Country Music Television got dumped in Columbus, Ohio, and,
like a spurned lover in a country-and-western song, it's fighting back.
Even though the CBS Cable-owned network has little hope of
being restored on the Coaxial Communications system there, CMT officials are turning up
the heat on the 125,000-subscriber MSO, which is based in Columbus. But the
scorched-earth tactics could alienate other operators, and it minimizes the chance of
Coaxial adding other CBS Cable networks, like CBS Eye on People.
CMT is co-sponsoring a PrimeStar sign-up effort in
Columbus, helping to subsidize the direct-broadcast satellite service's offer of free
installation and one month's free service to Coaxial customers who produce the past
month's cable bill. The network is prepared to sign up "hundreds" of
PrimeStar customers, CBS Cable spokeswoman Cheryl Daly said. A Coaxial official, who said
he saw the network's "marketing plan," said CMT's goal is 4,000
CMT hopes that the publicity also warns other MSOs that the
network will "defend our business," when necessary, as CMT's senior vice
president of affiliate relations, Steve Soule, put it last week. However, CMT officials
said Columbus was an unusual situation, and it might not respond so aggressively
"We just feel that this is something that we had to do
in this market, to support the CMT viewers and to show the industry the extent to which we
would go to defend our franchise," Daly said.
CMT has run newspaper ads in Columbus, attacking Coaxial
for replacing it with Jones International Inc.'s Great American Country, another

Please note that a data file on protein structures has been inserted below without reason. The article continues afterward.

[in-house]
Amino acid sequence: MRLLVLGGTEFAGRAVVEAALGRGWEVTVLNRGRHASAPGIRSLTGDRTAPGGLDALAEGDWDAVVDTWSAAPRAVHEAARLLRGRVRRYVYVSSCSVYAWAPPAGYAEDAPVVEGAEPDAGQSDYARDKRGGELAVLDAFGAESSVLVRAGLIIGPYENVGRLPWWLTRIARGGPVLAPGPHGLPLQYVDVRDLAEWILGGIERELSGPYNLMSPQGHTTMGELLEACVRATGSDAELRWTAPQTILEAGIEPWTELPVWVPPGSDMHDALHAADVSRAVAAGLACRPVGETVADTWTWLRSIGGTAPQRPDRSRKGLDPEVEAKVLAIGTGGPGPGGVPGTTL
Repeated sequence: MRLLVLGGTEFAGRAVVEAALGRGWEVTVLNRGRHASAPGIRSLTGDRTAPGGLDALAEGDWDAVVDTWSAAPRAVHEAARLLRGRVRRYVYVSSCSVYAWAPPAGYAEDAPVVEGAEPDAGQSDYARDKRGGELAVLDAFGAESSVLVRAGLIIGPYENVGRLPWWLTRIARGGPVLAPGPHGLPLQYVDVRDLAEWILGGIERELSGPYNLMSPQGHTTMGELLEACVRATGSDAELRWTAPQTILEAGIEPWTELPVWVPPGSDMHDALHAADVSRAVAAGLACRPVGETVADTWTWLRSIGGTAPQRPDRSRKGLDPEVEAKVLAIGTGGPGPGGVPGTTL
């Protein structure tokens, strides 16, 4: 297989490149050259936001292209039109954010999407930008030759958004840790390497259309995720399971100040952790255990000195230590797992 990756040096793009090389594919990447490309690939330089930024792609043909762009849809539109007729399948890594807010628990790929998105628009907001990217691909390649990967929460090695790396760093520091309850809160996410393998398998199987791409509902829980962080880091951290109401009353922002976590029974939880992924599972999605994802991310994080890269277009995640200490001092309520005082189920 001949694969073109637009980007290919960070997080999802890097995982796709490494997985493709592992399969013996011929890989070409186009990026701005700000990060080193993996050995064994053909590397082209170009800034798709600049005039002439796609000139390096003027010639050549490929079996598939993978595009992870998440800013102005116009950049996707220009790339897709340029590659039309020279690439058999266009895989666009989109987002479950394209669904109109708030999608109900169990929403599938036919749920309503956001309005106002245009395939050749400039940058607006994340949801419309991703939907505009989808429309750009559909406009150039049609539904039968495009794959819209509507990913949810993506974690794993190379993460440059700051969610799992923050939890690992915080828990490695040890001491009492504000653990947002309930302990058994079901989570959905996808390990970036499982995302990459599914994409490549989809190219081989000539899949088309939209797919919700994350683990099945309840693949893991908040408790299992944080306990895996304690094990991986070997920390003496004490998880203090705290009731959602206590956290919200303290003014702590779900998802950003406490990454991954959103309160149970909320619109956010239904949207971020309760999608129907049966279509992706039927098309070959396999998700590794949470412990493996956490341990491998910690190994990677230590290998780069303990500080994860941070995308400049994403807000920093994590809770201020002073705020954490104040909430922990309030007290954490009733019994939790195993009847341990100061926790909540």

country-video channel, March 31, without giving advance word to subscribers. One ad that
incensed Coaxial officials said that the system "did a bait-and-switch," with
CMT as the bait, and "you got the switch." Another called Coaxial
CMT's sister network, The Nashville Network, used
similar ads to drum up support in Tulsa, Okla., and Houston, after Tele-Communications
Inc. systems dropped TNN as part of massive channel changes in that MSO's systems a
year-and-a-half ago. Other networks in various TCI markets did the same, including MTV:
Music Television and VH1. Most of the dropped networks were later restored, including TNN.
But CMT has gone further in Columbus with the PrimeStar
move. While Coaxial said last week that no one had called to disconnect their service over
the CMT drop, Daly said people have lined up at CMT trucks at Columbus malls, and
PrimeStar was signing up new subscribers there last week.
Daly said CMT responded so forcefully because
Coaxial's Columbus system, with about 92,000 subscribers, is the biggest market ever
to drop CMT, which has about 42 million U.S. cable subscribers versus GAC's 3
million. Coaxial's smaller southern Ohio system also made the switch.
And Columbus is a healthy country-and-western market,
supporting two radio stations devoted to the genre and ranking 15th in terms of
country-record sales, Daly said. CMT has done several promotions in Columbus over the last
six years, including sponsoring concerts. And Coaxial's headquarters are in Columbus,
so the MSO's executives are sure to see and hear the ads and the responses.